Ok, I'm just going to say it. The best reason to travel, besides the interesting people, unusual foods and architecture that you could never see at home, is the art. There, I said it. Let's say you loved Picasso as I do and wanted to see all of his works? Well, you'd have to do quite a bit of traveling. His works can be found in Paris, Boston, Barcelona and St. Petersburg, to name just a few cities. Let's say you liked Gustav Klimt? In Boston, we had one piece travel to the MFA a few years ago, but otherwise, we don't own one in Boston. If you go to the Belvedere in Vienna though, you can see 18 of his largest prints in one room!
Sadly, most works of art don't travel.
On my recent visit to the Peggy Guggenheim collection in Venice, I was able to see several works of art that I had never seen before. For example, of the 10 pieces that Picasso worked on in 1911, all are dispersed around the world in New York, Venice, Prague and Switzerland as well as in several private collections. Le poète (below) was painted in 1911 along with themes on Guitar, Violin, Mandolin and Clarinet in the same year. All are considered part of his cubism period. Too bad none of my peers ever met Picasso. Maybe there would be a L'homme et le trombone!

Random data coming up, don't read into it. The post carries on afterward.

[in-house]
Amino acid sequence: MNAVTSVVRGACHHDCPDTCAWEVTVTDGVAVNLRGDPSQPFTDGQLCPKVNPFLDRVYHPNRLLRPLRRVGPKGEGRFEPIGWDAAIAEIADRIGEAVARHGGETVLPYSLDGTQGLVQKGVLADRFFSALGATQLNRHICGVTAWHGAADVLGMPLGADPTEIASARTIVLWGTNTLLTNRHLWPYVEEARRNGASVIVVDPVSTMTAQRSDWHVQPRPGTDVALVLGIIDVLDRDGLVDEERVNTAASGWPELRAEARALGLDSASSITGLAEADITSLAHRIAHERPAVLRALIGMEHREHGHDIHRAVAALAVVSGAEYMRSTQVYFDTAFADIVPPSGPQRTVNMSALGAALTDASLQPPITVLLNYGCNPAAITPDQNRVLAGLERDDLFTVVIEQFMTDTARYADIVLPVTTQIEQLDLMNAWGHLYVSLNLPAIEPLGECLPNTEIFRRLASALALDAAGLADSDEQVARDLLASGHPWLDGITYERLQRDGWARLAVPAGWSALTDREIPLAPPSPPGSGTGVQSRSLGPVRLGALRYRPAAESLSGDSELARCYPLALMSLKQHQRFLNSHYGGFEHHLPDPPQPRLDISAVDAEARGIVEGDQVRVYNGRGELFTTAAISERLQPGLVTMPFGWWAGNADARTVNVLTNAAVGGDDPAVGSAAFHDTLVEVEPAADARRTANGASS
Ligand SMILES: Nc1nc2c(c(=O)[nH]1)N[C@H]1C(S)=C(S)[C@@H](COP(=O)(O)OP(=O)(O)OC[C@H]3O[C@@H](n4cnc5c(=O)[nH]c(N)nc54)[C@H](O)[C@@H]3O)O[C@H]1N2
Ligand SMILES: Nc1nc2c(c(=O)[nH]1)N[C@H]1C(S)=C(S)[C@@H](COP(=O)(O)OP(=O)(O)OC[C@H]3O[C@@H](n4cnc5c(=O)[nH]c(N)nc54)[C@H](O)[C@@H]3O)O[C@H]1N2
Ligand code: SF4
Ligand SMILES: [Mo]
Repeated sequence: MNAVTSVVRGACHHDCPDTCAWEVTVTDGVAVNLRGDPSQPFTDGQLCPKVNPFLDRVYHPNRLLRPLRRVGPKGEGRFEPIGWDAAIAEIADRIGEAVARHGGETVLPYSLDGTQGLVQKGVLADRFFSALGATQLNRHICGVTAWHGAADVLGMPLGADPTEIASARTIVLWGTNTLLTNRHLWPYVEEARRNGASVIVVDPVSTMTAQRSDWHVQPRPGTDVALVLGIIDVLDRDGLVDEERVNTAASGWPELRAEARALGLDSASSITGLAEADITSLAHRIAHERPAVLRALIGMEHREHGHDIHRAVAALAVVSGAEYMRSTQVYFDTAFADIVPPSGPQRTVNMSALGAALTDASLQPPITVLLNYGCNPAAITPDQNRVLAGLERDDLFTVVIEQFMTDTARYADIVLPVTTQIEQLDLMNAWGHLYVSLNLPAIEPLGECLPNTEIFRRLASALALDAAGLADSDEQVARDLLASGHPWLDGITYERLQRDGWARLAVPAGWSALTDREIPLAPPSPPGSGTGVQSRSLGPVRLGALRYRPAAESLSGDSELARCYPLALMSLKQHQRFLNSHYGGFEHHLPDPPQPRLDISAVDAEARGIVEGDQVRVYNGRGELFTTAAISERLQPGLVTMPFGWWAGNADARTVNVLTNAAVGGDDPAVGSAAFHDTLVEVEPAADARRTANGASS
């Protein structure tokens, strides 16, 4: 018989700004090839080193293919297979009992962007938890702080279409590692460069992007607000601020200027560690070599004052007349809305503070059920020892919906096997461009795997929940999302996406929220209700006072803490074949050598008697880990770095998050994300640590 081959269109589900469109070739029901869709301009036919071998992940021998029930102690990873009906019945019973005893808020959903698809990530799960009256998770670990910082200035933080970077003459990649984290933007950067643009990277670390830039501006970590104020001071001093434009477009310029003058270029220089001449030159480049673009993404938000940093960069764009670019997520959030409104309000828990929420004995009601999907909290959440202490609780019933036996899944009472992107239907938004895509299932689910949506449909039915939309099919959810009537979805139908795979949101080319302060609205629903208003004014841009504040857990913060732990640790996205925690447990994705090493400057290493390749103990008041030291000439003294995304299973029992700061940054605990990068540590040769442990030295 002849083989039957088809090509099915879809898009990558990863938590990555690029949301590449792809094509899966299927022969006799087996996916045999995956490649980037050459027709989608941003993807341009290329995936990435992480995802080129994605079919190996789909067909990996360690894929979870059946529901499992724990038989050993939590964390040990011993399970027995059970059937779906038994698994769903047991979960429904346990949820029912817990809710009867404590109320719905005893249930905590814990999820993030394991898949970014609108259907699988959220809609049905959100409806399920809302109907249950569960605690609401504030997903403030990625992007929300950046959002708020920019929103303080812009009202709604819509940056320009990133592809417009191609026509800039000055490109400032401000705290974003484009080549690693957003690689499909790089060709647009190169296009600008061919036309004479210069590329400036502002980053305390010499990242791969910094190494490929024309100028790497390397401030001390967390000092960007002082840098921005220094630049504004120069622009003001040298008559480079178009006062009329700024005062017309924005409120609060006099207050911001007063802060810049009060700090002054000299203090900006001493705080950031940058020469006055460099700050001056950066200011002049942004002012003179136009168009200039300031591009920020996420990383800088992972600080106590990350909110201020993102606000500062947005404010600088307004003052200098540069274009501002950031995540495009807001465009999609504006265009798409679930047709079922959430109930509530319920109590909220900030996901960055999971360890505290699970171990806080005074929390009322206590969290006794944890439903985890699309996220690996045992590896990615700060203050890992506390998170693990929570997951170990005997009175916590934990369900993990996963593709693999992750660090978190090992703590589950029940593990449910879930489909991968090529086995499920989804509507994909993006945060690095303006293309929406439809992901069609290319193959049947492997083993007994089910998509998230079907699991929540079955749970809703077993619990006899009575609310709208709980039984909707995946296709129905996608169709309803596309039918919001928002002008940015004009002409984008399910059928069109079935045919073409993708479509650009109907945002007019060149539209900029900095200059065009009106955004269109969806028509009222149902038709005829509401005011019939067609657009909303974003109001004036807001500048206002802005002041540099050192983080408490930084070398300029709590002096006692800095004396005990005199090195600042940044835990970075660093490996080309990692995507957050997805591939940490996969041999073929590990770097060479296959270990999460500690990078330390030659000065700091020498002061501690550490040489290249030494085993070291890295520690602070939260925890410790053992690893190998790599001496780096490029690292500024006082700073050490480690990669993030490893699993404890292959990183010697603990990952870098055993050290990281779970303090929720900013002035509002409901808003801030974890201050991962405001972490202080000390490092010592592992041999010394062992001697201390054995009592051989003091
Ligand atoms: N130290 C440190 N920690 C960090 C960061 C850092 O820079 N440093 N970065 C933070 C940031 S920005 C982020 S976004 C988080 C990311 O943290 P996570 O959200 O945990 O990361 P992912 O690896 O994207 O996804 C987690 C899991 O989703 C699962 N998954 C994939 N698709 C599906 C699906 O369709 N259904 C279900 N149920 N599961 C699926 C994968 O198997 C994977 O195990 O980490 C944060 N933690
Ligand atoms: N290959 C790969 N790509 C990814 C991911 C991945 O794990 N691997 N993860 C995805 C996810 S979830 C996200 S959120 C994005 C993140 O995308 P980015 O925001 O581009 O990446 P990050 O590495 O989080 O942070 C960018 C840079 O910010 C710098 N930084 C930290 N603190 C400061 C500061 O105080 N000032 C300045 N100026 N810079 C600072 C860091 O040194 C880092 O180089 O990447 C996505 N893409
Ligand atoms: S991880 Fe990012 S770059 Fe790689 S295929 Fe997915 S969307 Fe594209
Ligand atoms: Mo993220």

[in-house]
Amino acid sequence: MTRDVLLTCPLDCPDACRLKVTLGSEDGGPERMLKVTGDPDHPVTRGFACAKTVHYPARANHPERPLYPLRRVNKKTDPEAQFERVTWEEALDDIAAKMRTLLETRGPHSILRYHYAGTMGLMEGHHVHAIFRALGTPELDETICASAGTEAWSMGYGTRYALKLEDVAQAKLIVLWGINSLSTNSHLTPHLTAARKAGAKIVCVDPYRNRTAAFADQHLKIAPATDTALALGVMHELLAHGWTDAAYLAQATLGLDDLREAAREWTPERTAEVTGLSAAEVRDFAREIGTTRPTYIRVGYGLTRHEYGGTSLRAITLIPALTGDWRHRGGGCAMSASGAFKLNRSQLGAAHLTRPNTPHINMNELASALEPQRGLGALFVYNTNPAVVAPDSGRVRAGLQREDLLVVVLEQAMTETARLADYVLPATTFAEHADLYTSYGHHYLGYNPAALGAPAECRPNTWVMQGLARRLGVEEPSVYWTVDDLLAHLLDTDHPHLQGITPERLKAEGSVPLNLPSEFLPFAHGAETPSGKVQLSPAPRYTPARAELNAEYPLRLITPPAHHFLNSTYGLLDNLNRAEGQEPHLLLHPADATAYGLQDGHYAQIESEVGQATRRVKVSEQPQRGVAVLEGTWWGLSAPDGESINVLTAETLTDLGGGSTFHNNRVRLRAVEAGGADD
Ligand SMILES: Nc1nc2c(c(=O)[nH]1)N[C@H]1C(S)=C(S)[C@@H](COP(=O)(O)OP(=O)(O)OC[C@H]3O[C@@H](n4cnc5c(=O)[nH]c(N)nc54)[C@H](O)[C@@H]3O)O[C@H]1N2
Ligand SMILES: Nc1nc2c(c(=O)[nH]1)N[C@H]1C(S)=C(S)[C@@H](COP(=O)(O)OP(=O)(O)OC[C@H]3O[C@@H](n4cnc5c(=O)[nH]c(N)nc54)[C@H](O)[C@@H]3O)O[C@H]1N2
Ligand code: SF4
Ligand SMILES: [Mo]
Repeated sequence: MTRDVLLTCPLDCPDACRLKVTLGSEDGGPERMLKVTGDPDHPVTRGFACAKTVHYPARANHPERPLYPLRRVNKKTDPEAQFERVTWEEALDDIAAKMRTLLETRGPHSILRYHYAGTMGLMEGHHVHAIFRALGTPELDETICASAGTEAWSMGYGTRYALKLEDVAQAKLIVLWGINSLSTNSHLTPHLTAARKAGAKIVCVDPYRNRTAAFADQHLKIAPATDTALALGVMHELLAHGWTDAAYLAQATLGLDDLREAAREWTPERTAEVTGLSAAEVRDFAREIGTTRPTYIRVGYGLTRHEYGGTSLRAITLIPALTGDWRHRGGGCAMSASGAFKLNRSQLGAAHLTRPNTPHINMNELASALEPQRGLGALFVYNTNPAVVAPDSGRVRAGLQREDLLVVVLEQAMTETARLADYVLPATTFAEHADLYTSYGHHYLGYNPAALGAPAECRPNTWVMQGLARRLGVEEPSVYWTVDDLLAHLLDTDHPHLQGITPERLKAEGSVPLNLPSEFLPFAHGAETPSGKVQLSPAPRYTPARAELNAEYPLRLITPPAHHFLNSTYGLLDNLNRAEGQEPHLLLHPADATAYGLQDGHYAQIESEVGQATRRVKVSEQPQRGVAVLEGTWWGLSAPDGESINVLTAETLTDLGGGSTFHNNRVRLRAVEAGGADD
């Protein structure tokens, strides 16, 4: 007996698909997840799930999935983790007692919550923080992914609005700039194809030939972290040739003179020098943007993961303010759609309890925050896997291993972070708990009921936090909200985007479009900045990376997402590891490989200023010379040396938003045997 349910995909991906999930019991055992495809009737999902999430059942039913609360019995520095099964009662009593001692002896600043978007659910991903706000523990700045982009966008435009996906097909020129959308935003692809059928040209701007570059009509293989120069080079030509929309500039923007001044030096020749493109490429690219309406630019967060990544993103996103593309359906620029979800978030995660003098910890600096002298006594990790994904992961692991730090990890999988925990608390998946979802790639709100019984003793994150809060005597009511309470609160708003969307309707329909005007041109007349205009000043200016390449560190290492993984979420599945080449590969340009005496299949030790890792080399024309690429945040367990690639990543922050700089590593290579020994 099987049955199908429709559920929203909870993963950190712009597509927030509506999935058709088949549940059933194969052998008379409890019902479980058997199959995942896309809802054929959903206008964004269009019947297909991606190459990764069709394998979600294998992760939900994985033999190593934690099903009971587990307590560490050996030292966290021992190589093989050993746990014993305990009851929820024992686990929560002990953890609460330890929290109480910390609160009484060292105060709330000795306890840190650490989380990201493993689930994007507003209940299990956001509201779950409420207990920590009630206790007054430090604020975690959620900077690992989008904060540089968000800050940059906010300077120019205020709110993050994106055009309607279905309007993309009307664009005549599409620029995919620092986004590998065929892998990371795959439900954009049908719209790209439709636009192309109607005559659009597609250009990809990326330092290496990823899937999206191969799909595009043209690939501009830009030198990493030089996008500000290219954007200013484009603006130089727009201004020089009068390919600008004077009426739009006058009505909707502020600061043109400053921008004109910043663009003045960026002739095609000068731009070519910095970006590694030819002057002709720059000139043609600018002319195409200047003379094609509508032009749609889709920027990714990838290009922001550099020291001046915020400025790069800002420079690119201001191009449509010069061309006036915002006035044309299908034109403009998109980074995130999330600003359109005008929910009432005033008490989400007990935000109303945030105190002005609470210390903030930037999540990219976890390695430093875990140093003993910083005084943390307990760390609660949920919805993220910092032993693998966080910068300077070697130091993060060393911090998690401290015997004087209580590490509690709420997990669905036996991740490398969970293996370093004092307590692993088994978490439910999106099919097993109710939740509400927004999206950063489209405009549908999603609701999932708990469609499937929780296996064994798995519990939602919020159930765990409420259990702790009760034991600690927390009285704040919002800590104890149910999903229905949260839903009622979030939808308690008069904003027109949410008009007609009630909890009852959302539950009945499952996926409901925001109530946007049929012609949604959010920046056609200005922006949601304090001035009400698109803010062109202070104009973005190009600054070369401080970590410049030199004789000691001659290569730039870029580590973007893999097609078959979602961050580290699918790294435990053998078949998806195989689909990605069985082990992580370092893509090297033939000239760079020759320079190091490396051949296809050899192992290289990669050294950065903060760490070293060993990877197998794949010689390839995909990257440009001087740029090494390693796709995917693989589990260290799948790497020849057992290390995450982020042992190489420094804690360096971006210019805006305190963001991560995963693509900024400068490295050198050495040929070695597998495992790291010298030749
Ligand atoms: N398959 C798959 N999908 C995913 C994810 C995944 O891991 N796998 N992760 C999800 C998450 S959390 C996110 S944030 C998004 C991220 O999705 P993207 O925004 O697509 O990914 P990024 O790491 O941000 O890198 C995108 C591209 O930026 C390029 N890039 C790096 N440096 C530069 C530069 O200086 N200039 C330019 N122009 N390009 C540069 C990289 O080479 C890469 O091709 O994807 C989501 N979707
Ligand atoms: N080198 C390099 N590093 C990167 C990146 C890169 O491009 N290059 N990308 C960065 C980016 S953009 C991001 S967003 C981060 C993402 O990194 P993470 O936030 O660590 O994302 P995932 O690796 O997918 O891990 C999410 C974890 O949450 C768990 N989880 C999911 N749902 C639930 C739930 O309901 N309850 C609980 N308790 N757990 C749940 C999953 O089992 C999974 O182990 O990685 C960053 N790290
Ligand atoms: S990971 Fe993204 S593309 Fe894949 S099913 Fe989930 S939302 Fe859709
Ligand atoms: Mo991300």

La Baignade (On the Beach) (below), from 1937, is so obscure that it doesn't show up in a complete listing of his works. It is full of humor and playfulness. Qualities that show up in much of Picasso's works.
I had never seen Gino Severini's work before. His Sea = Dancer below reminds me of the work of Georges Braque and others from the futurist movement in Paris in the early 1900's.
I am continually amazed at what is available to us in our travels. So with that said, my final words from this visit to Venice are the following: Go to the Peggy Guggenheim collection. She had exquisite taste and you'll get to enjoy it in only about an hour of your day. È per la venezia. Da qui a Firenze! (That's it for Venice. Onwards to Florence!)